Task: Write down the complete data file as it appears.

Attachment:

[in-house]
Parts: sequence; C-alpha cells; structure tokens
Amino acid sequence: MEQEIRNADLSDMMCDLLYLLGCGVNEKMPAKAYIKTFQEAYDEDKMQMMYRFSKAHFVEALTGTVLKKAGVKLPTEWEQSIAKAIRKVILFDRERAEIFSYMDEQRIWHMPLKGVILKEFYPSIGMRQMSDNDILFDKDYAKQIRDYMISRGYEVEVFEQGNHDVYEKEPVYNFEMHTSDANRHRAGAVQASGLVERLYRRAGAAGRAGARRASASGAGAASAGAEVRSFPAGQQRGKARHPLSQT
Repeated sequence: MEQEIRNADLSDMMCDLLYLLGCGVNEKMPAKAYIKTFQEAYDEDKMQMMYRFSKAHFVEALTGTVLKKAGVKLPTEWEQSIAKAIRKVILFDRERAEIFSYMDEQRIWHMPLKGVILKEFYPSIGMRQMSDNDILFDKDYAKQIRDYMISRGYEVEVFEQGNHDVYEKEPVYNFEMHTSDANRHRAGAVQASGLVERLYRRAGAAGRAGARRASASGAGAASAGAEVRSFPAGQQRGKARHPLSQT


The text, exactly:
[in-house]
Parts: sequence; C-alpha cells; structure tokens
Amino acid sequence: MEQEIRNADLSDMMCDLLYLLGCGVNEKMPAKAYIKTFQEAYDEDKMQMMYRFSKAHFVEALTGTVLKKAGVKLPTEWEQSIAKAIRKVILFDRERAEIFSYMDEQRIWHMPLKGVILKEFYPSIGMRQMSDNDILFDKDYAKQIRDYMISRGYEVEVFEQGNHDVYEKEPVYNFEMHTSDANRHRAGAVQASGLVERLYRRAGAAGRAGARRASASGAGAASAGAEVRSFPAGQQRGKARHPLSQT
Repeated sequence: MEQEIRNADLSDMMCDLLYLLGCGVNEKMPAKAYIKTFQEAYDEDKMQMMYRFSKAHFVEALTGTVLKKAGVKLPTEWEQSIAKAIRKVILFDRERAEIFSYMDEQRIWHMPLKGVILKEFYPSIGMRQMSDNDILFDKDYAKQIRDYMISRGYEVEVFEQGNHDVYEKEPVYNFEMHTSDANRHRAGAVQASGLVERLYRRAGAAGRAGARRASASGAGAASAGAEVRSFPAGQQRGKARHPLSQT